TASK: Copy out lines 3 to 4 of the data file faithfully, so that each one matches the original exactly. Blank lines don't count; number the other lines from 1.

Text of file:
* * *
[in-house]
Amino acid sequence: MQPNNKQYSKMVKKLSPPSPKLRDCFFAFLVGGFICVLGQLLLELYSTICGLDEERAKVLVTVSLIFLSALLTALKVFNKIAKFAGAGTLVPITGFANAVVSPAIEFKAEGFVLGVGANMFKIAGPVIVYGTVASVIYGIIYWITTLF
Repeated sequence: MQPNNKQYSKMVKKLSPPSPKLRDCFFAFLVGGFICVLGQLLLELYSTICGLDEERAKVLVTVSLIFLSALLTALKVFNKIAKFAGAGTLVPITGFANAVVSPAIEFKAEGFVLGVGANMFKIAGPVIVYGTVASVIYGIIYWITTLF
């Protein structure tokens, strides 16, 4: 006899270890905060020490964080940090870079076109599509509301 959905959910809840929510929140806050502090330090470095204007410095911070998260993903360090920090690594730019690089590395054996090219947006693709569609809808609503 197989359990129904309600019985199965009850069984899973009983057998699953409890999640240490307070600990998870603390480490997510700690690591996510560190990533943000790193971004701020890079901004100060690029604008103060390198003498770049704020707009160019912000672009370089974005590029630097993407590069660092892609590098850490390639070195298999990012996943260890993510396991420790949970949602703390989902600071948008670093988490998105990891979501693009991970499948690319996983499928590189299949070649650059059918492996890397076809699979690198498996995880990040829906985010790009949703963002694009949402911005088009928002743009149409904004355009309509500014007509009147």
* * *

Repeated sequence: MQPNNKQYSKMVKKLSPPSPKLRDCFFAFLVGGFICVLGQLLLELYSTICGLDEERAKVLVTVSLIFLSALLTALKVFNKIAKFAGAGTLVPITGFANAVVSPAIEFKAEGFVLGVGANMFKIAGPVIVYGTVASVIYGIIYWITTLF
């Protein structure tokens, strides 16, 4: 006899270890905060020490964080940090870079076109599509509301 959905959910809840929510929140806050502090330090470095204007410095911070998260993903360090920090690594730019690089590395054996090219947006693709569609809808609503 197989359990129904309600019985199965009850069984899973009983057998699953409890999640240490307070600990998870603390480490997510700690690591996510560190990533943000790193971004701020890079901004100060690029604008103060390198003498770049704020707009160019912000672009370089974005590029630097993407590069660092892609590098850490390639070195298999990012996943260890993510396991420790949970949602703390989902600071948008670093988490998105990891979501693009991970499948690319996983499928590189299949070649650059059918492996890397076809699979690198498996995880990040829906985010790009949703963002694009949402911005088009928002743009149409904004355009309509500014007509009147």